Chinese idioms involving the hog

Year of the Hog

Year of the Hog

Soon we will be welcoming the Year of the Hog, or 猪年 (zhū nián). As sounds the same as , a popular greeting for this particular year is:

诸事如意.
Zhūshìrúyì.
Everything will be as you wish.

The greeting on the displayed card is:
诸事大吉
Zhūshì dàjí
Everything will be very auspicious.

A sow is called 母猪 (mǔzhū), and a hog is called 公猪 (gōngzhū). If you know that 公主 (gōngzhǔ) is a princess, you will definitely understand why it is important to speak Chinese using the correct intonation. The wild boar is called 野豬 (yězhū).

In the popular children’s story “Three Little Pigs”, or 三只小猪 (Sān zhī xiǎo zhū), two of the pigs are dumb and lazy, while the youngest one is intelligent and hardworking. In the Chinese novel “Journey to the West”, or 西游记 (Xīyóujì), the monk’s second disciple 猪八戒 (Zhū Bājiè) is also depicted with faults and strengths, albeit more of the former traits than the latter. In Episode 23 of the Journey to the West by Little Fox, you can see how 猪八戒 (Zhū Bājiè) was fooled into carrying all the luggage for the journeying party, how he shirked the work and wanted to eat all the time.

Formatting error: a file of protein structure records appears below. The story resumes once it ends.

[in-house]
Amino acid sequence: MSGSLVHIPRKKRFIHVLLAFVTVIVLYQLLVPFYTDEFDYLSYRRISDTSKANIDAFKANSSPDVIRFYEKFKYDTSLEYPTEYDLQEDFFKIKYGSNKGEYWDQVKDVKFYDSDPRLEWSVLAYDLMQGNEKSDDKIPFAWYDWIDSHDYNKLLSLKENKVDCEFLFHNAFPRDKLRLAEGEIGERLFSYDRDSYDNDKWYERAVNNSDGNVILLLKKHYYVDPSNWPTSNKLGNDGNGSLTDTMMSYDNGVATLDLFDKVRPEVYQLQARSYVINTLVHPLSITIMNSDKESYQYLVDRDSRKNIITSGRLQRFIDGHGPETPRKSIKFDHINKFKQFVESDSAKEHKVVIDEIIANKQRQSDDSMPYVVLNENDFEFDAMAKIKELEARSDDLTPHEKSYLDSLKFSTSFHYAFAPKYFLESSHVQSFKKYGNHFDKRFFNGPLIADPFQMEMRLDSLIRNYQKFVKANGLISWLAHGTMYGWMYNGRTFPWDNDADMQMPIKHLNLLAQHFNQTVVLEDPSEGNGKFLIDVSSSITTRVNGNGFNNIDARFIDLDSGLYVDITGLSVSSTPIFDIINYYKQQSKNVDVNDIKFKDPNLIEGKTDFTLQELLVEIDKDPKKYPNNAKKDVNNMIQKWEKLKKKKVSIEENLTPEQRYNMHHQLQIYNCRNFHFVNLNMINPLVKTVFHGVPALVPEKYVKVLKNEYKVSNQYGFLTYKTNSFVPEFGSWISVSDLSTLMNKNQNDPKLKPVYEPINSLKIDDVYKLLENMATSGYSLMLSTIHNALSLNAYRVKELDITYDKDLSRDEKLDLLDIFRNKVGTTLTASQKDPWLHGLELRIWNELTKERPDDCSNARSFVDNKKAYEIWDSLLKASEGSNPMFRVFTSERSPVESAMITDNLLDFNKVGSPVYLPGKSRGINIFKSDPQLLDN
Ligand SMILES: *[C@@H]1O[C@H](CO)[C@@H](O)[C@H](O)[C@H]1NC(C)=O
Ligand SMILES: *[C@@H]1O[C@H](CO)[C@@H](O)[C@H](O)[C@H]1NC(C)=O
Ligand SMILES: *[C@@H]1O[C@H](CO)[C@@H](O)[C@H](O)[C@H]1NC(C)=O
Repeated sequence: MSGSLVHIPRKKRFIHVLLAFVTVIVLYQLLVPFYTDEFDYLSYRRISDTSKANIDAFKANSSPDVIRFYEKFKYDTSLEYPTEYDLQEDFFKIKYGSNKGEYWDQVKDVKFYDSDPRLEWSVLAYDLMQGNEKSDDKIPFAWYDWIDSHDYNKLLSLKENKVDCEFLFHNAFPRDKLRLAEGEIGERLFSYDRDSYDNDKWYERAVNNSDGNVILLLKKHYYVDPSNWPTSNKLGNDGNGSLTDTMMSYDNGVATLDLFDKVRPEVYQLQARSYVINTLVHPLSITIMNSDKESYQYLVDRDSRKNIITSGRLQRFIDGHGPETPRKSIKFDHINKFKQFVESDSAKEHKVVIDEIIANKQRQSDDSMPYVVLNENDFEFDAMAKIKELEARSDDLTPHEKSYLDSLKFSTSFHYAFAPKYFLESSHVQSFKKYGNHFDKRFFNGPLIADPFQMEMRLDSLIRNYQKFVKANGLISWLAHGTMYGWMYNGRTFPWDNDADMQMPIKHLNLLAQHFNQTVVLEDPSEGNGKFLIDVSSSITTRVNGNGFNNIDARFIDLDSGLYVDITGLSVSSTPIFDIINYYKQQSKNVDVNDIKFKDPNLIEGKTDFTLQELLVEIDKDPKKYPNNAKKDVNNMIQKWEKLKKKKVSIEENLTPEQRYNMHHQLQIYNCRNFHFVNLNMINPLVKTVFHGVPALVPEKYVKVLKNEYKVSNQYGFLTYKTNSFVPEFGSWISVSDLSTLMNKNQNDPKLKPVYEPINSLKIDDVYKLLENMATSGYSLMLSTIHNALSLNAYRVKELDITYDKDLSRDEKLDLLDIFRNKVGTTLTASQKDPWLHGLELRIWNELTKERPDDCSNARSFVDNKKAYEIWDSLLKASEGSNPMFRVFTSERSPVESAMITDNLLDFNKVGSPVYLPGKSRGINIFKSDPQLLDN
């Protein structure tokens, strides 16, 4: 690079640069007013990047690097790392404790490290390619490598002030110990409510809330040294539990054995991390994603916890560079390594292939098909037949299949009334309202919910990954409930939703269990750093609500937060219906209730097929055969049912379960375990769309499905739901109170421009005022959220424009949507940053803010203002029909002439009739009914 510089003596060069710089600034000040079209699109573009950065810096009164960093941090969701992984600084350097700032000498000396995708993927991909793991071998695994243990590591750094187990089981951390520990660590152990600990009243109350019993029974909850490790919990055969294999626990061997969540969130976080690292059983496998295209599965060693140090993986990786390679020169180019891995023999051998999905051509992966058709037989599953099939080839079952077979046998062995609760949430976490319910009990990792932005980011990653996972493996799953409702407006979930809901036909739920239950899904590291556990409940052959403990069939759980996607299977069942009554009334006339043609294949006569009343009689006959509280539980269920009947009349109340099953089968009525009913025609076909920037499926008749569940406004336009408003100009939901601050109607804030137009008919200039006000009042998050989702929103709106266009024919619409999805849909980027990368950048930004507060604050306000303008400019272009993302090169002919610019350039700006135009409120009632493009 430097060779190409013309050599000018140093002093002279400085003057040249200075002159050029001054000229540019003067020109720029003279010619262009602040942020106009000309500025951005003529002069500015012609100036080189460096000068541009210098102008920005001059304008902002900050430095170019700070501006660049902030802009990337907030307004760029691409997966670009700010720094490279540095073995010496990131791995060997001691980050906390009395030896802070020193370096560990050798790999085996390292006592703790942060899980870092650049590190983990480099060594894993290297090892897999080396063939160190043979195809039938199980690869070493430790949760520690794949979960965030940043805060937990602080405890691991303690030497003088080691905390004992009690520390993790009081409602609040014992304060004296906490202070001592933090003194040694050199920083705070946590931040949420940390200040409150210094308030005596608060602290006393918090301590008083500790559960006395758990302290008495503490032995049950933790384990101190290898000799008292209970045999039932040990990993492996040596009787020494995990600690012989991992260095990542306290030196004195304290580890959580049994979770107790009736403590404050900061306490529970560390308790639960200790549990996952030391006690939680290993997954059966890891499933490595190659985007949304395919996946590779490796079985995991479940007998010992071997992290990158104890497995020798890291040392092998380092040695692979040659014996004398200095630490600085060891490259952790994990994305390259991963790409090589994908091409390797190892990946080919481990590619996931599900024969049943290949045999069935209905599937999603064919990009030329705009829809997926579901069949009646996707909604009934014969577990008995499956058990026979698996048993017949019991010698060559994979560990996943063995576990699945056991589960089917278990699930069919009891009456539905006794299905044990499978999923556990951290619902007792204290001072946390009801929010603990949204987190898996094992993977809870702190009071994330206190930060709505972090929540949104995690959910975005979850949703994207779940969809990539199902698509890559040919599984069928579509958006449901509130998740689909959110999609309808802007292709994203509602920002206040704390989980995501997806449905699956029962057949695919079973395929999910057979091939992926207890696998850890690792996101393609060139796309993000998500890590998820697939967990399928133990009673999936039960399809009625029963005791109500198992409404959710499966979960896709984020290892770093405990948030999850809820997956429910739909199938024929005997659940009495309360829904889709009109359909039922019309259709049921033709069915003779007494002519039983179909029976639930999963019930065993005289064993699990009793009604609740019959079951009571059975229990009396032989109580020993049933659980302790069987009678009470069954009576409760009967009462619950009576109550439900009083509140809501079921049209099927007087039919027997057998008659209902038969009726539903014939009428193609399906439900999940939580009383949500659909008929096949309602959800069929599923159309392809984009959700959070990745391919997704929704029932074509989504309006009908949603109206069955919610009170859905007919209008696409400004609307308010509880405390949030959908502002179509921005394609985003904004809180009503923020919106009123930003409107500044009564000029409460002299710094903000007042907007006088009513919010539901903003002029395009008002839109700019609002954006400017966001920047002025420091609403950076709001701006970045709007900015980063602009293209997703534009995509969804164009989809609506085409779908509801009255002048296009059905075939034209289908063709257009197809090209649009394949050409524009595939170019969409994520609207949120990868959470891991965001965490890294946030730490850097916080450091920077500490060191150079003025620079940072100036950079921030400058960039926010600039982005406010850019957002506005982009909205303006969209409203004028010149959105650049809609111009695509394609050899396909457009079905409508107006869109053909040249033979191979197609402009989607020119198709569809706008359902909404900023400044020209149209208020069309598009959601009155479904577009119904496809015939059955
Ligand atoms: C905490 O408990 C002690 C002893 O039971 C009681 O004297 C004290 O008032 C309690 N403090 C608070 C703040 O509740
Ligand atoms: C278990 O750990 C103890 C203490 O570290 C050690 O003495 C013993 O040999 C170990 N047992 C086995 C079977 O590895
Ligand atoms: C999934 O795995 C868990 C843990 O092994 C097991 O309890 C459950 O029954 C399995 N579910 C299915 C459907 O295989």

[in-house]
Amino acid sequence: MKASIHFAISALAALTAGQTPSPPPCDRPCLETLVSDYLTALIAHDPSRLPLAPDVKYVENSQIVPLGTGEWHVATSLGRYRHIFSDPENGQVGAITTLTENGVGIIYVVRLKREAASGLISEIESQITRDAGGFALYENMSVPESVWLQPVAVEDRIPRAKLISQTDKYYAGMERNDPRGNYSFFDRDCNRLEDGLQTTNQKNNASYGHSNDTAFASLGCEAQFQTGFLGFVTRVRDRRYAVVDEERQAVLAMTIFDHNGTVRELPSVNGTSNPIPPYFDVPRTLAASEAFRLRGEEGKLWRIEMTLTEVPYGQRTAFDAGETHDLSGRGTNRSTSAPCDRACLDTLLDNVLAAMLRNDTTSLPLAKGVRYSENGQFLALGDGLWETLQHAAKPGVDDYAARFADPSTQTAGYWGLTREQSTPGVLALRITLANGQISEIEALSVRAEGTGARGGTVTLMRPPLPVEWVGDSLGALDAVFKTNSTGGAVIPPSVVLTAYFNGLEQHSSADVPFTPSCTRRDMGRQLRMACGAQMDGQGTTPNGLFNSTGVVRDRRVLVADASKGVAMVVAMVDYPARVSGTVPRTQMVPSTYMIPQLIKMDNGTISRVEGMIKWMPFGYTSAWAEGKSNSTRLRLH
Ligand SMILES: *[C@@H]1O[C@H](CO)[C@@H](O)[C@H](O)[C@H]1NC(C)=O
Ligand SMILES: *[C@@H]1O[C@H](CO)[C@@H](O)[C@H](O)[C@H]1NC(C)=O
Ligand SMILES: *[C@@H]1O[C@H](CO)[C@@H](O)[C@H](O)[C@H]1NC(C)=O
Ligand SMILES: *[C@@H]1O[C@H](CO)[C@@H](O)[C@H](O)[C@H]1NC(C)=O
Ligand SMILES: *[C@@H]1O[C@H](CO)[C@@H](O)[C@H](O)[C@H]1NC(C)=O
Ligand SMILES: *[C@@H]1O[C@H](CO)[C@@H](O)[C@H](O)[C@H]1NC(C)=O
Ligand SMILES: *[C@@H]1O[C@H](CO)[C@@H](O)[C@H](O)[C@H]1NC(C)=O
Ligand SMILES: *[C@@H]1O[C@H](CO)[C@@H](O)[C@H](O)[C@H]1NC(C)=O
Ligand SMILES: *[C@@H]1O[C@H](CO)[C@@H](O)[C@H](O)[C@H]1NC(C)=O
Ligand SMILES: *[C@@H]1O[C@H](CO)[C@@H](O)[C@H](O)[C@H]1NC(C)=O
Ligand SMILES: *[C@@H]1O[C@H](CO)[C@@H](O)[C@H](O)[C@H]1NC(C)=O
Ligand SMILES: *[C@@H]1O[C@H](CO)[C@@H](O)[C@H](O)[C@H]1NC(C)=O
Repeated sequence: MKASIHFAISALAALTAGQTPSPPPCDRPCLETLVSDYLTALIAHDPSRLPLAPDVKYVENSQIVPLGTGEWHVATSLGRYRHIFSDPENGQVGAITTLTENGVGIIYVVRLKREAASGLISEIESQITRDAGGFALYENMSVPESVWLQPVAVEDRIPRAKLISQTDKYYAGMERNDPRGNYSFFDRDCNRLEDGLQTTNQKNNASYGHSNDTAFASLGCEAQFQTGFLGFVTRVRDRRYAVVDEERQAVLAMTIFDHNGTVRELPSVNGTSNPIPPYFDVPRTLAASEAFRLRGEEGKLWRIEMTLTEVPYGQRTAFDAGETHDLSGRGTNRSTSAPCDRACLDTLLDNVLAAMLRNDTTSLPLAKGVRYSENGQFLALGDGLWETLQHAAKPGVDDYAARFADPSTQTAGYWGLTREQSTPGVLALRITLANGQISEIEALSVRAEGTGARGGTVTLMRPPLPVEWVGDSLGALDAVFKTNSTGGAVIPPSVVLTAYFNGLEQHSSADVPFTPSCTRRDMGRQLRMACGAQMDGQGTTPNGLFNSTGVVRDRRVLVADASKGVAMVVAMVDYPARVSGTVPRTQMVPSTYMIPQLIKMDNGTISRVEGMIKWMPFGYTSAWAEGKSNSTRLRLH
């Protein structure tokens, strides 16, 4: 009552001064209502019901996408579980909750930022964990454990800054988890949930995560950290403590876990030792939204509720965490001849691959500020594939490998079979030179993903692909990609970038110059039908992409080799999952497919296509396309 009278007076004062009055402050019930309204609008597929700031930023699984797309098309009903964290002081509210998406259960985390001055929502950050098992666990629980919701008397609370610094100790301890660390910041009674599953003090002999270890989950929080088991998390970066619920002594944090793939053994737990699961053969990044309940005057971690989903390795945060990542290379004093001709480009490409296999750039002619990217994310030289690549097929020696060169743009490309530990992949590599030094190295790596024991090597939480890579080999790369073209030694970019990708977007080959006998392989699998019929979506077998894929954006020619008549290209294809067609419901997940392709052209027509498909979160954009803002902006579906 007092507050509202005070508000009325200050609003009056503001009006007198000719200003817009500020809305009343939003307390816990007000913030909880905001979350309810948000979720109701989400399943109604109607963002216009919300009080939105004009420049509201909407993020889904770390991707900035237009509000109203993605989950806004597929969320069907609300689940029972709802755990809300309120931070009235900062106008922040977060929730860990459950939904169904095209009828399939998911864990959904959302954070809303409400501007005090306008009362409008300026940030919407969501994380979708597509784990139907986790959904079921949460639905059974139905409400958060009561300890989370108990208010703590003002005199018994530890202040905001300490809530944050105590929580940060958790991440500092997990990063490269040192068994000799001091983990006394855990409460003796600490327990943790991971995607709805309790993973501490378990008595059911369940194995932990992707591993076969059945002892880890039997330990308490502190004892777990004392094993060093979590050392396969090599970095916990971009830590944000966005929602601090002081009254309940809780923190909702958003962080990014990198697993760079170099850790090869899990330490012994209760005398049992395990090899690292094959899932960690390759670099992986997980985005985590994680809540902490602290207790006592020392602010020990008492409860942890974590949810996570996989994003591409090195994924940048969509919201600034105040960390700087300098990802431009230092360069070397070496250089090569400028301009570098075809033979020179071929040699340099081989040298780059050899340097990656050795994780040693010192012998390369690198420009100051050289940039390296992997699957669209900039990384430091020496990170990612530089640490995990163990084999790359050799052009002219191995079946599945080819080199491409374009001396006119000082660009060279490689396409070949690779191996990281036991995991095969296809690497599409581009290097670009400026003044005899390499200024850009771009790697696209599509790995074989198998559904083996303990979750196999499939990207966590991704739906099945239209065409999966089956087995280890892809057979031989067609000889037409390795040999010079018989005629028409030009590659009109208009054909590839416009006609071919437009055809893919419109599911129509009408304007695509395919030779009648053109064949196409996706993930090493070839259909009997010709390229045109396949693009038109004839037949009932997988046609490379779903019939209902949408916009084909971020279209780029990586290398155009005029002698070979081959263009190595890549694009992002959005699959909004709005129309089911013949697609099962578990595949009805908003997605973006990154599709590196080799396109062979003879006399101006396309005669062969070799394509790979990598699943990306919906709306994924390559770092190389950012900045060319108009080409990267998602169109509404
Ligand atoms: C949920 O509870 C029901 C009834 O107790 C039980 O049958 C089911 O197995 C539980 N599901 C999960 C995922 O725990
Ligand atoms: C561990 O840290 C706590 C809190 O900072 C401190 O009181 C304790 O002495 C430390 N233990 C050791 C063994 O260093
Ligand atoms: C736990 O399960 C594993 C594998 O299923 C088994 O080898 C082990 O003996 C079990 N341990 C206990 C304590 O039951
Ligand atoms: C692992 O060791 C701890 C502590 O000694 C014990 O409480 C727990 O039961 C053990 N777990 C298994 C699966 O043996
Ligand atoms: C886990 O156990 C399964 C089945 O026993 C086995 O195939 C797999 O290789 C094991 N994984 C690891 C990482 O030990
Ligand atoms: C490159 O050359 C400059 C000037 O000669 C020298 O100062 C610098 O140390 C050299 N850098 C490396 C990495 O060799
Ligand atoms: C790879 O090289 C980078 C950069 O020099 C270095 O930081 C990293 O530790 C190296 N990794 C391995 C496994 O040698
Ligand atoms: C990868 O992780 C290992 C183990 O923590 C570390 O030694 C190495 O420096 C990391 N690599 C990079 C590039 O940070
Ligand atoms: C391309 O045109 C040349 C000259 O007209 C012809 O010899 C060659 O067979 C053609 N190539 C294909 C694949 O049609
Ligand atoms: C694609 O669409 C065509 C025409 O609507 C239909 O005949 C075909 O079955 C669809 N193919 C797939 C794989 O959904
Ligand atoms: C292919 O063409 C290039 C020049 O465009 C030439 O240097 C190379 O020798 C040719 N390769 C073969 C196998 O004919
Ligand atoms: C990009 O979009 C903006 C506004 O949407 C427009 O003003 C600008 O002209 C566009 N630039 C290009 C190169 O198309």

Generally speaking, most Chinese consider pigs 肮脏 (āngzāng filthy), 愚蠢 (yúchǔn stupid), 贪吃 (tān chī gluttonous) and 鲁莽 (lǔmǎng crude and rash). This is clearly reflected in many idioms involving the pig.

猪朋狗友 zhū péng gǒ yǒ
Fair-weather friends

猪羊变色 zhū yáng biànsè
The pigs and the sheep have discolored.
(The situation has changed completely.)

猪狗不如 zhū gǒ bùrú
Worse than pigs and dogs.

豕突狼奔 shǐ tū láng bēn
Pigs dash forward and wolves flee.
(A scene of hasty retreat of defeated troops.)

 (shǐ) is the formal word for pigs.

一龙一猪 yī lóng yī zhū
One is a dragon, and the other is a pig.
(One is able and virtuous; the other, unworthy.)

泥猪瓦狗 ní zhū wǎ gǒ
Pigs fashioned from mud, dogs made from clay.
(useless things)

指猪骂狗 zhǐ zhū mà gǒ
Point the finger at the pig to chastise the dog.
(Indirectly chide or criticize someone.)

猪头猪脑 zhū tóu zhū nǎo
Having a pig’s head and brains.
(dumb as a pig)

冷水烫猪 lěngshuǐ tàng zhū
Using cold water to scald a pig.
(ineffective; a waste of effort)

人怕出名, 猪怕肥.
Rén pà chūmíng, zhū pà féi.
People shun fame for fear it might bring trouble just like a pig’s fattening calls for slaughter. (Think “Charlotte’s Web”.)

Perhaps this is what Master Confucius had in mind when he made the following remark about true gentlemen:

人不知而不愠
Rrén bùzhī ér bù yùn.
Even if no one takes note of them, they don’t mind.

春节快乐!
Chūnjié kuàilè!
Happy Spring Festival!

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